Woodstructure

image: Angely Angulo Meza | © all rights reserved
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Impact
The aim of the project is to modernise the house of a family of six who own a beautiful but gradually decaying and, above all, far too small wooden house. 
The pilot project is intended to present an alternative design to the current concrete and brick houses.

The basic structure of the design is a timber platform in skeleton construction. Only materials that can withstand the salty, humid air are used (impregnated wood, galvanised steel)
  • Impact for the residents
  • Doubling of the available living space
  • Preservation of the patio
  • Flexible room layout
  • Durability of the basic structure.
  • Impact for the community
  • Less soil sealing
  • Densification
  • Use of predominantly local building materials and labour

The platform can be erected over the existing house within a few days
  •  No need to relocate for extended periods during construction.

The roof of the original house will be used for the new building, but broken up to avoid heat build-up. The old wall panels are reused for the façade.
  • Lower construction costs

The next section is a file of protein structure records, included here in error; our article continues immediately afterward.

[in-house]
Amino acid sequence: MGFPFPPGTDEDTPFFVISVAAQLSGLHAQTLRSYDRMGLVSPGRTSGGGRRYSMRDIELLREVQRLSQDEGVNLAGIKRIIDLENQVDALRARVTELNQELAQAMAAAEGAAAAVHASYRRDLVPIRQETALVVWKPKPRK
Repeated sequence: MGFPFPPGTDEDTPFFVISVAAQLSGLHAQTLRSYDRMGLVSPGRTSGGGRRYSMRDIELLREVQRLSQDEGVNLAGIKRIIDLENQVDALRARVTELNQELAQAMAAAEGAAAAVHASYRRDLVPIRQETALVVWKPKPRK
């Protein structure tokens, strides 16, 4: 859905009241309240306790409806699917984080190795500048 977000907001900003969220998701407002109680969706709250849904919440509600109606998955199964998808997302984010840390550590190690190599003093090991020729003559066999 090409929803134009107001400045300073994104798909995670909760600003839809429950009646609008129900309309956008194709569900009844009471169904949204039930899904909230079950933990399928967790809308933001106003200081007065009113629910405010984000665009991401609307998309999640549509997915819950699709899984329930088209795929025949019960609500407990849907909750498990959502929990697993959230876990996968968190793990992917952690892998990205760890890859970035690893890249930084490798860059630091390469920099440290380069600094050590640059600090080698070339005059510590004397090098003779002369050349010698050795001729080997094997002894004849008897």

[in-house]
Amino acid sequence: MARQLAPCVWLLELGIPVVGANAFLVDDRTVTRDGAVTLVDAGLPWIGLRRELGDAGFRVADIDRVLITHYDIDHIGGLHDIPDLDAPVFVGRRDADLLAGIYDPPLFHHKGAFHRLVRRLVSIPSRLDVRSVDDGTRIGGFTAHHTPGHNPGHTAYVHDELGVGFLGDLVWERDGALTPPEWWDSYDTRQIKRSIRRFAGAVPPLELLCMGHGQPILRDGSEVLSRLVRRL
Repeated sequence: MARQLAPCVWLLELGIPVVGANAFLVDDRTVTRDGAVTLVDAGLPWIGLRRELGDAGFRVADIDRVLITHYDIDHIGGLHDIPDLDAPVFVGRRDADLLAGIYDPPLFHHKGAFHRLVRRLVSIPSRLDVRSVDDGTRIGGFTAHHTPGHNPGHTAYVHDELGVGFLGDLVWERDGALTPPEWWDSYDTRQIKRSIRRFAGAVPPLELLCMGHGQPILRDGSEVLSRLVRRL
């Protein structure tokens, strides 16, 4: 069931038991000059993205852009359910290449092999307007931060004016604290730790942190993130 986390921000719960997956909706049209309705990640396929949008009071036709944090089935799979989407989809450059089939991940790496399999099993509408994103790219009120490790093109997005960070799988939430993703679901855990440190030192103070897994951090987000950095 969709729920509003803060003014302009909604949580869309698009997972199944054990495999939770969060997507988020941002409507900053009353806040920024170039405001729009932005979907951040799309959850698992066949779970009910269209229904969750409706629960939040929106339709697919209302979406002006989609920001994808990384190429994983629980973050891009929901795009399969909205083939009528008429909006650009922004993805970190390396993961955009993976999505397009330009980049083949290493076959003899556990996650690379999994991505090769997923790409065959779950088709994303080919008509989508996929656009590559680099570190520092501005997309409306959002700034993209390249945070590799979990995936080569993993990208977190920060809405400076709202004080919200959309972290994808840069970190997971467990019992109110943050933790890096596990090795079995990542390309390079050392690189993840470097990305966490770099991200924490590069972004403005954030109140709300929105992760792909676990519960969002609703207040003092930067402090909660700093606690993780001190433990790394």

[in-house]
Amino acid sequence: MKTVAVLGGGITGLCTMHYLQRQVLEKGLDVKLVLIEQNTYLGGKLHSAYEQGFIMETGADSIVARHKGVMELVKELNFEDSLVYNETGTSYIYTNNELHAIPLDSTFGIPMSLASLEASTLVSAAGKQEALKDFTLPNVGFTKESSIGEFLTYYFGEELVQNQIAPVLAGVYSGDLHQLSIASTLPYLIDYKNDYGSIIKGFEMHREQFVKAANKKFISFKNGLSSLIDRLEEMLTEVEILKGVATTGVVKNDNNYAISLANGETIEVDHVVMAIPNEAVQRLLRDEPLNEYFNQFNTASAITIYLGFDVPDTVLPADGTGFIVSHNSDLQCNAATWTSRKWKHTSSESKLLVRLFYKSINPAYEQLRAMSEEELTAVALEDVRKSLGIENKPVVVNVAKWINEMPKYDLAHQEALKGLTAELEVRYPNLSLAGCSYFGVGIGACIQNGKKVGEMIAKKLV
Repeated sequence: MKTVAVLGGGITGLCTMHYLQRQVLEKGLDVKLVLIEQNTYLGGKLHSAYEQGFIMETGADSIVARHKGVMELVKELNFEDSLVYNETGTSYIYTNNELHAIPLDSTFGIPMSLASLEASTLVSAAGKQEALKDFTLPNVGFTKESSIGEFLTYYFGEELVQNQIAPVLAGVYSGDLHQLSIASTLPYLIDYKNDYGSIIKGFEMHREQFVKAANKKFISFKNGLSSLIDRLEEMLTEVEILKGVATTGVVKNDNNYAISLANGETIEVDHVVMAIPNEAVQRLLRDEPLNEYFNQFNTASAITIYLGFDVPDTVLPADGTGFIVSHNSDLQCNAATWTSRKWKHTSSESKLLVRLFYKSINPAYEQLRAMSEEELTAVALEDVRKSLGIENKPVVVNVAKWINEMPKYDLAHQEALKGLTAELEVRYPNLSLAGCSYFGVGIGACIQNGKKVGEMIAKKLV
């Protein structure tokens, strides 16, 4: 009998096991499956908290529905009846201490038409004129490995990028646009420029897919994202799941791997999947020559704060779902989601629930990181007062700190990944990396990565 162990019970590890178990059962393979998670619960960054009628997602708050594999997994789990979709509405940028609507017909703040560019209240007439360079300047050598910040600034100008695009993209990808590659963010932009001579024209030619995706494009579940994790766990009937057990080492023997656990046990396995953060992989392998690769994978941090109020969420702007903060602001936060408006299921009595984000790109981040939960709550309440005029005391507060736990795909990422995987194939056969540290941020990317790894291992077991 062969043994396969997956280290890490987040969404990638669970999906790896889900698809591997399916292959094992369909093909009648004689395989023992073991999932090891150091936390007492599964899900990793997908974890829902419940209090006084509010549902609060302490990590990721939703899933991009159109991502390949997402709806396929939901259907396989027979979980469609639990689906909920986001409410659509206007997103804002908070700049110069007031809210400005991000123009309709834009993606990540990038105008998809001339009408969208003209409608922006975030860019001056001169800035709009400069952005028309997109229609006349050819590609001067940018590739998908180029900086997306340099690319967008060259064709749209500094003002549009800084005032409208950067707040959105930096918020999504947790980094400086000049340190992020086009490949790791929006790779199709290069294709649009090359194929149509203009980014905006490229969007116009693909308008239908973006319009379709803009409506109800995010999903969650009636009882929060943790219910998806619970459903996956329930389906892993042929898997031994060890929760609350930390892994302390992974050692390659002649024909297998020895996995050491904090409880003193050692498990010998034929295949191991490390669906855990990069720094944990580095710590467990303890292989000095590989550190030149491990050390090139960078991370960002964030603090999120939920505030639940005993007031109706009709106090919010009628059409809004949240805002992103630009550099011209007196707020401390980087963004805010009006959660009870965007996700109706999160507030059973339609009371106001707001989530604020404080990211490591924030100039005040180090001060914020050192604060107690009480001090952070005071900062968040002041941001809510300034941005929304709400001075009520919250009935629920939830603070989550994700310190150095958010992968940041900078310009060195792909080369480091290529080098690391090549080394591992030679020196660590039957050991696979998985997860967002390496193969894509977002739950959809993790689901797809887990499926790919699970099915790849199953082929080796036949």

• Less construction waste
  • Good deconstructability/recyclability

As with traditional houses, the upper parts of the walls and the large doors are latticed
  • Well-ventilated living spaces adapted to the climate
  • Preservation and further development of traditional building forms

A sanitary room will be built, the current house does not include one.


The construction will be artistically accompanied. An art exhibition shows the local history of timber house construction. The building techniques and constructive details will be presented and explained.
  • Preservation of historical knowledge
  • Enabeling replicabillity
sdgs
Core team
Angely Angulo Meza was born and raised in San Juan de Urabá. She studied civil engineering in Madrid, Spain, and completed a BA in architecture at the Universität der Künste in Berlin, Germany. In her previous projects, she has mainly worked with sustainable construction and alternative building materials.